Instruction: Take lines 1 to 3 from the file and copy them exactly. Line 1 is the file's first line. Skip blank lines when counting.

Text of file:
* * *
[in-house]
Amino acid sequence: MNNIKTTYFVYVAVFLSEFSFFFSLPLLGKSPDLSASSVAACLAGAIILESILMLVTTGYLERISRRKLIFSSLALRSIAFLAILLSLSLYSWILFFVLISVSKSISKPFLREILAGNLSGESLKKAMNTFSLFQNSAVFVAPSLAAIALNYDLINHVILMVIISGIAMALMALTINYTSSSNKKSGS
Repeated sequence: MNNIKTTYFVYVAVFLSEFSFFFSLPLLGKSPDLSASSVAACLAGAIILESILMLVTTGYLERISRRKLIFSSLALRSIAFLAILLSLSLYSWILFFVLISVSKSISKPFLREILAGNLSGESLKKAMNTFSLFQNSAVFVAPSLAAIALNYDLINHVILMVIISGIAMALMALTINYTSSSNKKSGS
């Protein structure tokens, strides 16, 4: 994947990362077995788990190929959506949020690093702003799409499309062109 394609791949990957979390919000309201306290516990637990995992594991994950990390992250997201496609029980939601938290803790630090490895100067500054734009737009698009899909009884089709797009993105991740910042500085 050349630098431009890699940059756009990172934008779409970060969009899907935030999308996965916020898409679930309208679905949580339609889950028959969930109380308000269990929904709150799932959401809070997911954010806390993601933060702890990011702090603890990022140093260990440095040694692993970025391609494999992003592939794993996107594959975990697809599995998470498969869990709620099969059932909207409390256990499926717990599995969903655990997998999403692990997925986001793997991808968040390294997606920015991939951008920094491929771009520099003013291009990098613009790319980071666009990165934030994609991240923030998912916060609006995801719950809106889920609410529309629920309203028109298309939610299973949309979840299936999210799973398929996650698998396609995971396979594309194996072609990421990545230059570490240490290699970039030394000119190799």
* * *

[in-house]
Amino acid sequence: MNNIKTTYFVYVAVFLSEFSFFFSLPLLGKSPDLSASSVAACLAGAIILESILMLVTTGYLERISRRKLIFSSLALRSIAFLAILLSLSLYSWILFFVLISVSKSISKPFLREILAGNLSGESLKKAMNTFSLFQNSAVFVAPSLAAIALNYDLINHVILMVIISGIAMALMALTINYTSSSNKKSGS
Repeated sequence: MNNIKTTYFVYVAVFLSEFSFFFSLPLLGKSPDLSASSVAACLAGAIILESILMLVTTGYLERISRRKLIFSSLALRSIAFLAILLSLSLYSWILFFVLISVSKSISKPFLREILAGNLSGESLKKAMNTFSLFQNSAVFVAPSLAAIALNYDLINHVILMVIISGIAMALMALTINYTSSSNKKSGS